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That'll never work!

I thought it might be interesting to share an experience from the recent trip to Cornwall which illustrated rather well that it’s always worth giving an idea a go; ignore conventional wisdom and just do it.

 

As part of the aerial arrangements for the 'try to work the Bouvet DXpedition adventure' I wanted to have some capability for 80m.  Normally a vertical is the way to go but I wasn’t equipped for that so the only simple solution was a dipole.  Now the theory says that a dipole needs to be at least a half wave above ground to have any kind of useful radiation pattern.  The lower it is, the higher the angle of take-off and on a band like 80m a low dipole would be pretty much an NVIS antenna, more commonly known as a cloud burner with most of the energy going straight up and useless for DX.

 

Well a half wave at 80m is of course 40m and on the coast in Cornwall there are no trees that high, in fact there are no trees. All I had was the club mast which was at half height due to the 40+ mph winds. This put the centre (the 1:1 balun) of my dipole hanging below the Spiderbeam at about 6m above ground.  That left the problem of what to do with each end of the dipole.  In the end I used the longest pieces of string I could find, attached them to the end of the wire and anchored the string ends to stakes in the ground resulting in the ends of the wire elements being about 1.5m above ground making this dipole an inverted V. Hopeless. Never mind the clouds; this was going to burn grass.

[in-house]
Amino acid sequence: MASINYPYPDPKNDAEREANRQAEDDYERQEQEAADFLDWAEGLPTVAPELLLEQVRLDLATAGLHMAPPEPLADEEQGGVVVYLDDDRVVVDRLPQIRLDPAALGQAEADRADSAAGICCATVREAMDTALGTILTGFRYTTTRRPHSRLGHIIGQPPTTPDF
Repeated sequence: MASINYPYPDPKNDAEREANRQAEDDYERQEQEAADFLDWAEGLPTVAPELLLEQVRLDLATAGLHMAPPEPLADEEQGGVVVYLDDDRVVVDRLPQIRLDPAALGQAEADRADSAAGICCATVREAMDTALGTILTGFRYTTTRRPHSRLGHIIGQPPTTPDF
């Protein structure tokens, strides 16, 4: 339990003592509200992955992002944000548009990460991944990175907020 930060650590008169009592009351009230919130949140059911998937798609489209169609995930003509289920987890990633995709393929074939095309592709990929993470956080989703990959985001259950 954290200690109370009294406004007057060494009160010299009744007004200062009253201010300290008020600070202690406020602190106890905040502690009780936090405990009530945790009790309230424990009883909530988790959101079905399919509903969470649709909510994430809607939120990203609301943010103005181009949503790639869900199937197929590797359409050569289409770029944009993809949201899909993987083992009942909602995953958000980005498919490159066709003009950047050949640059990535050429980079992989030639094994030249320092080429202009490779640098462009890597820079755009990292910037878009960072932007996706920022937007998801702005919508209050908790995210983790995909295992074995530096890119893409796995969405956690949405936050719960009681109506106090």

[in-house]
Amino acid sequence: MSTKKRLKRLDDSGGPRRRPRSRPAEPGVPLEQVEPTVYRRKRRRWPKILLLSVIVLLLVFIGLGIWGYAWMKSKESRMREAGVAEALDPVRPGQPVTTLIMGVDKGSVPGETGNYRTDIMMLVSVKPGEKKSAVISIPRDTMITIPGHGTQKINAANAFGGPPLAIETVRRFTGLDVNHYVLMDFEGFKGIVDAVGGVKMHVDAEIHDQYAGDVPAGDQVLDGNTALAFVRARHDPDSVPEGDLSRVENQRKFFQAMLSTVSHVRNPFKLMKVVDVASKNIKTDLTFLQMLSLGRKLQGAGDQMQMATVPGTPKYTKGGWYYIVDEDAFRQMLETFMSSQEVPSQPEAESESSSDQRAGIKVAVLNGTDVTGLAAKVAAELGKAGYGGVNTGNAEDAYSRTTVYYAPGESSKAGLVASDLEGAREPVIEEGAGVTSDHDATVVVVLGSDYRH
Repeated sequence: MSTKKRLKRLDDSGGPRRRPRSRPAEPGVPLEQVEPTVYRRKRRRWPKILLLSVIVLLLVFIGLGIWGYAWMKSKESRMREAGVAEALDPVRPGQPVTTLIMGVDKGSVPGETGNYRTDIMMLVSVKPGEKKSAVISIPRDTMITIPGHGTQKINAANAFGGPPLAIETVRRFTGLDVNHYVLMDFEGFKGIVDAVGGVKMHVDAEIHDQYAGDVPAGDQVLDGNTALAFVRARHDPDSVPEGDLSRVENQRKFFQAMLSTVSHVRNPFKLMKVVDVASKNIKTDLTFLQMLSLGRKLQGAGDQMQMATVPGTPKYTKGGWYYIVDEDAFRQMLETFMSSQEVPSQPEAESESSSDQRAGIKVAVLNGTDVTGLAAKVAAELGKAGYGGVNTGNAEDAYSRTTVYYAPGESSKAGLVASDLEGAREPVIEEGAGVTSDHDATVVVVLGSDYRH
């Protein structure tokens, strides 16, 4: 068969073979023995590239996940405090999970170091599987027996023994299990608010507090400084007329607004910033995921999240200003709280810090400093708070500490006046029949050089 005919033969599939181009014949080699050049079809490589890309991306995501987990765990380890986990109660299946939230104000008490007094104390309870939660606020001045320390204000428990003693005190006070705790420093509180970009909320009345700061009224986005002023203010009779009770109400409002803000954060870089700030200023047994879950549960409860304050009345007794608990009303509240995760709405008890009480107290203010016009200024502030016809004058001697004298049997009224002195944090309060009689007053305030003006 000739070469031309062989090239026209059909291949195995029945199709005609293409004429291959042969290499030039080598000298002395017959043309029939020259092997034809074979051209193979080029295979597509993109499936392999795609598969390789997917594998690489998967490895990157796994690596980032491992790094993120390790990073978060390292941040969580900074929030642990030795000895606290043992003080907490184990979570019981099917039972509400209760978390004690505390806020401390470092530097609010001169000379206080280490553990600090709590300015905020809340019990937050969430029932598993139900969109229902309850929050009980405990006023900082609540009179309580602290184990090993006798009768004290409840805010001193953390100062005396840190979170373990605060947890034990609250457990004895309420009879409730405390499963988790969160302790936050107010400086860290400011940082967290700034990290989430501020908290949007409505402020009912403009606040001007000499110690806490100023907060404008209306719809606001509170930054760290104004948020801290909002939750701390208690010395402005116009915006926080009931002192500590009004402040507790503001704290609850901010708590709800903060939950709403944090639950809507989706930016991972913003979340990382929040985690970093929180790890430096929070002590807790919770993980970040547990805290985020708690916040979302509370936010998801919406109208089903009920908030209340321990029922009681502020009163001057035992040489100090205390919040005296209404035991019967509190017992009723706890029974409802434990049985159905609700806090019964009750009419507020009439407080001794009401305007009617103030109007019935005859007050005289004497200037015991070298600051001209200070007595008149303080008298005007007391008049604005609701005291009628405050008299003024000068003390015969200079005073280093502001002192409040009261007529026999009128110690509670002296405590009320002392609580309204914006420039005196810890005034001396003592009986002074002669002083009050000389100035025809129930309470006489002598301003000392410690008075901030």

Low-slung dipole

Picture 1: The low-slung dipole highlighted


 

So just how bad was it? When I arrived in Cornwall I had worked 47 countries on 80m from home on my 40m Off-Centre Fed Dipole (that’s not supposed to work either) and it had taken three years.  At the end of the trip I had worked 102 countries on the band including ZL2OK on 80m SSB with a report of 55 both ways.


 

QSL from New Zealand

Picture 2: QSL from New Zealand


So, never mind the theory, just do it. It’s amazing what a few pieces of wire can achieve on HF. If you fancy a bit of long distance DX but think you don’t have room for an HF beam, just throw a length of wire out of a window or up a tree.  You’ll be amazed at what it can do and doubly amazed when you put FT8 into the equation.


73


Chris G8AJM


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